"David Harvey examines the internal contradictions within the flow of capital that have precipitated recent crises. While the contradictions have made capitalism flexible and resilient, they also contain the seeds of systemic catastrophe"--
Publisher: Hackett Publishing
Focus Philosophical Library's edition of Plato's Republic is an English translation of one of the most intellectually important works in Western philosophy and political theory. It includes an extensive introduction, an extensive afterword "Imitation" by John White, a chapter-by-chapter outline of principal speakers and summary of the content, Stephanus numbers, boldface type to indicate the entrance of a new speaker into the discussion, footnotes, and glossary of key terms with cross-references for the text. This dialogue includes Socrates and others discussing the definition of justice, the theory of forms, and the immortality of the soul. Plato uses numerous dialogues between Socrates and various characters in Athens to discuss the nature of government, including the nature of justice, the happiness of the just and the unjust man, the nature of rule in the ideal city-state, and other matters essential to understanding classical philosophy such as the theory of forms, the immortality of the soul, poetry, and the role of the philosopher in society. FPL books are distinguished by their commitment to faithful, clear, and consistent translations of texts and the rich world part and parcel of those texts.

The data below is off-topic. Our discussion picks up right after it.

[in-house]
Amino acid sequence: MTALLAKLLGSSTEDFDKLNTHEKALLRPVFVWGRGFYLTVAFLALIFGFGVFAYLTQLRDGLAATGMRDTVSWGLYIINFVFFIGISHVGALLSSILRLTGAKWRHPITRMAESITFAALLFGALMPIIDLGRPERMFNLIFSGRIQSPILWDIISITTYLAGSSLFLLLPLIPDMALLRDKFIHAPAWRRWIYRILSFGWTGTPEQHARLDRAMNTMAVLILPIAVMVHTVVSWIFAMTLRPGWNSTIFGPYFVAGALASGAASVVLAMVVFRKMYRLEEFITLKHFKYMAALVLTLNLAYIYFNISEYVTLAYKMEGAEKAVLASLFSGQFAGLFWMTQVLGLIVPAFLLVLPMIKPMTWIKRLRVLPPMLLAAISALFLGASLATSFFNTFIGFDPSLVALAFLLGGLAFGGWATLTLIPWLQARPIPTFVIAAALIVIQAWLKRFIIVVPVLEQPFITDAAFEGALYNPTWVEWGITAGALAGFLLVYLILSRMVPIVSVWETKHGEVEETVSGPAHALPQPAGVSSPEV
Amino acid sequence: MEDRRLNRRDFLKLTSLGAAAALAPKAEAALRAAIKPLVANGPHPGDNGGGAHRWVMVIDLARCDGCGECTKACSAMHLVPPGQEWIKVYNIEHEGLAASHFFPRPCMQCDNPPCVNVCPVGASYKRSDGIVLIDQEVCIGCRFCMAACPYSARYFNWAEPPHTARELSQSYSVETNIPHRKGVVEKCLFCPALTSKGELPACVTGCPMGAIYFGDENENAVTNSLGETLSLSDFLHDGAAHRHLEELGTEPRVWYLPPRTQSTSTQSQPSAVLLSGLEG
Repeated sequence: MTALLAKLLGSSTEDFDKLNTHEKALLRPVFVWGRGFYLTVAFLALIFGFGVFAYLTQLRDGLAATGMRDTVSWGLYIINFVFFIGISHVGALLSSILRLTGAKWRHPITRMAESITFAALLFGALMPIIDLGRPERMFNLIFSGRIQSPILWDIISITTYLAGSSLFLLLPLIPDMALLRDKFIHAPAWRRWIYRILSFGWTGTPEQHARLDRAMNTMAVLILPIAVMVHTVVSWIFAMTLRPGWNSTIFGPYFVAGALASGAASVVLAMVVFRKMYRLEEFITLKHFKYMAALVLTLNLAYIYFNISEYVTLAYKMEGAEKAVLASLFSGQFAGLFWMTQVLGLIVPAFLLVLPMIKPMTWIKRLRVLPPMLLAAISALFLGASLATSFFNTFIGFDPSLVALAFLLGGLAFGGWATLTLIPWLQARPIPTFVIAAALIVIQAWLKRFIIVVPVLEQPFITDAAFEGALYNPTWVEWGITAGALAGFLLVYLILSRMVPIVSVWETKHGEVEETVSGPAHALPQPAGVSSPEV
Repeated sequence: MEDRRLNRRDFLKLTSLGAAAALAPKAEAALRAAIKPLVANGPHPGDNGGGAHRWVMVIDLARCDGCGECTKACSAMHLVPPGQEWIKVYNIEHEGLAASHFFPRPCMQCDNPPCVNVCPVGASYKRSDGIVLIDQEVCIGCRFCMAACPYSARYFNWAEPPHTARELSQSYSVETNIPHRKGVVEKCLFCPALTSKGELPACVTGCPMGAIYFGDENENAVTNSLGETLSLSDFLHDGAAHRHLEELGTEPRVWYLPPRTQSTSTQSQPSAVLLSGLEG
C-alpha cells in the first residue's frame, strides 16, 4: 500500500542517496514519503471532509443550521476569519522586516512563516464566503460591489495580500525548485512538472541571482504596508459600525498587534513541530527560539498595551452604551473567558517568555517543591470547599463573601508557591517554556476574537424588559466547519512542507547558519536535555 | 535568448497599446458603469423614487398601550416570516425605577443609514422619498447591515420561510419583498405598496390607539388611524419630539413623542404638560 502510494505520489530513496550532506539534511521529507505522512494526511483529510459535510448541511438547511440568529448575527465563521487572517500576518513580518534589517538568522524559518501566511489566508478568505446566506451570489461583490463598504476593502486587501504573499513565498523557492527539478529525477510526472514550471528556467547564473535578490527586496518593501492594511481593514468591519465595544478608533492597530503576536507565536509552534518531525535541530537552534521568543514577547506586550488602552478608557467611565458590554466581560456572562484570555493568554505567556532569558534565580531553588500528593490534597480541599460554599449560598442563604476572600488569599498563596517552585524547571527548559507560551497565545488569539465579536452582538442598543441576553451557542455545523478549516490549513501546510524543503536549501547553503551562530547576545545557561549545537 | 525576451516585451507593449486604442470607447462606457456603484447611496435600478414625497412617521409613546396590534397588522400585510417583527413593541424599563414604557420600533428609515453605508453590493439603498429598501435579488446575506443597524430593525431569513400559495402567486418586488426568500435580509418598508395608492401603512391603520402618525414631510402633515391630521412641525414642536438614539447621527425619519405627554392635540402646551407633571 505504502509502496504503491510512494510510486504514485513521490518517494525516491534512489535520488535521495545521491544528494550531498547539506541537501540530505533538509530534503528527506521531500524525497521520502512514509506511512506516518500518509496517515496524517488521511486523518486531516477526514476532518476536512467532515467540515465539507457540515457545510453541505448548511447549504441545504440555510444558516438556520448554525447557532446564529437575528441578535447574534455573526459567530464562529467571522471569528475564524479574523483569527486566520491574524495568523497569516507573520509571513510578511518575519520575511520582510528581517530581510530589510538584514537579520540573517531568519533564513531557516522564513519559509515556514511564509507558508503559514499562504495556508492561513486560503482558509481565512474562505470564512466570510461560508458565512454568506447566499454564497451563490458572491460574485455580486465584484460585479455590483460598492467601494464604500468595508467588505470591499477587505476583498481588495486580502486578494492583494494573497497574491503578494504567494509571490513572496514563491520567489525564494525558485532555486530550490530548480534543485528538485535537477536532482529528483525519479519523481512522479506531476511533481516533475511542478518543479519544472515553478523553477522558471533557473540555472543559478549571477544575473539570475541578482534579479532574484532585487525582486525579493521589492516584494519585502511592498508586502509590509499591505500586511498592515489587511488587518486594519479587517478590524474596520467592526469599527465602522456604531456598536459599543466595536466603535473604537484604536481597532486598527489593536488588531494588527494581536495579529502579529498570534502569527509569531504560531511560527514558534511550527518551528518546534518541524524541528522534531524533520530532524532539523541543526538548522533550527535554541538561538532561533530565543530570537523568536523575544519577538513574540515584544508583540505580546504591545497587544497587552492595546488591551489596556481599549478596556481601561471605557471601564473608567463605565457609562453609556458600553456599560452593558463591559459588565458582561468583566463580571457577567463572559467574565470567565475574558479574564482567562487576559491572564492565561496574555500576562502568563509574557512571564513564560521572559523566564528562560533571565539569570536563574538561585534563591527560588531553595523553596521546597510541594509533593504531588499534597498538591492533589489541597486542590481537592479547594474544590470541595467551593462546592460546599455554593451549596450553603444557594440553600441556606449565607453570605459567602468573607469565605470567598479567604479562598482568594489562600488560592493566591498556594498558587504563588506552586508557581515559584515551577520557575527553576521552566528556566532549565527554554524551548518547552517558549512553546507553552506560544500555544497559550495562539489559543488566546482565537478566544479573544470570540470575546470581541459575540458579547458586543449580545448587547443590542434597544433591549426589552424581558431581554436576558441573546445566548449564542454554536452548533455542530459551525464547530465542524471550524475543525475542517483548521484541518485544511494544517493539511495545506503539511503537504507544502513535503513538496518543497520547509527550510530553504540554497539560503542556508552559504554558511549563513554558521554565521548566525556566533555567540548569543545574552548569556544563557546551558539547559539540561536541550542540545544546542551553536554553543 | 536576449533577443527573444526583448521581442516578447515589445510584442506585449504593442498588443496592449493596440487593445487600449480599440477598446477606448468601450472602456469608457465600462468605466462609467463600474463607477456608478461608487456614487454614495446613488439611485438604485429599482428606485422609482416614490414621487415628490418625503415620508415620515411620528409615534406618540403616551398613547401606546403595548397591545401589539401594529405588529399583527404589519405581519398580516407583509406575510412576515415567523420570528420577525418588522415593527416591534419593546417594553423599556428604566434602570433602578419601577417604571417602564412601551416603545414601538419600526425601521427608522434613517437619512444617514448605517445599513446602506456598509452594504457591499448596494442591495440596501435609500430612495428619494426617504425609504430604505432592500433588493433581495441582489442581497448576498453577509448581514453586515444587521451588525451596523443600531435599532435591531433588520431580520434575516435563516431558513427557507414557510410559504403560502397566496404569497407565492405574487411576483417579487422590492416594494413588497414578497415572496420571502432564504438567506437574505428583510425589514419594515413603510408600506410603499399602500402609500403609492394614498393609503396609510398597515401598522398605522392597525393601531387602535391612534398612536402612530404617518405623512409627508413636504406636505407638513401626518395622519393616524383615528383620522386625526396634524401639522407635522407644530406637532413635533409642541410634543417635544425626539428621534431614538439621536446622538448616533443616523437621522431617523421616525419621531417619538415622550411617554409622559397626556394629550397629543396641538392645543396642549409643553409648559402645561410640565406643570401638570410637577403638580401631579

With over a million copies sold, Economics in One Lesson is an essential guide to the basics of economic theory. A fundamental influence on modern libertarianism, Hazlitt defends capitalism and the free market from economic myths that persist to this day. Considered among the leading economic thinkers of the “Austrian School,” which includes Carl Menger, Ludwig von Mises, Friedrich (F.A.) Hayek, and others, Henry Hazlitt (1894-1993), was a libertarian philosopher, an economist, and a journalist. He was the founding vice-president of the Foundation for Economic Education and an early editor of The Freeman magazine, an influential libertarian publication. Hazlitt wrote Economics in One Lesson, his seminal work, in 1946. Concise and instructive, it is also deceptively prescient and far-reaching in its efforts to dissemble economic fallacies that are so prevalent they have almost become a new orthodoxy. Economic commentators across the political spectrum have credited Hazlitt with foreseeing the collapse of the global economy which occurred more than 50 years after the initial publication of Economics in One Lesson. Hazlitt’s focus on non-governmental solutions, strong — and strongly reasoned — anti-deficit position, and general emphasis on free markets, economic liberty of individuals, and the dangers of government intervention make Economics in One Lesson every bit as relevant and valuable today as it has been since publication.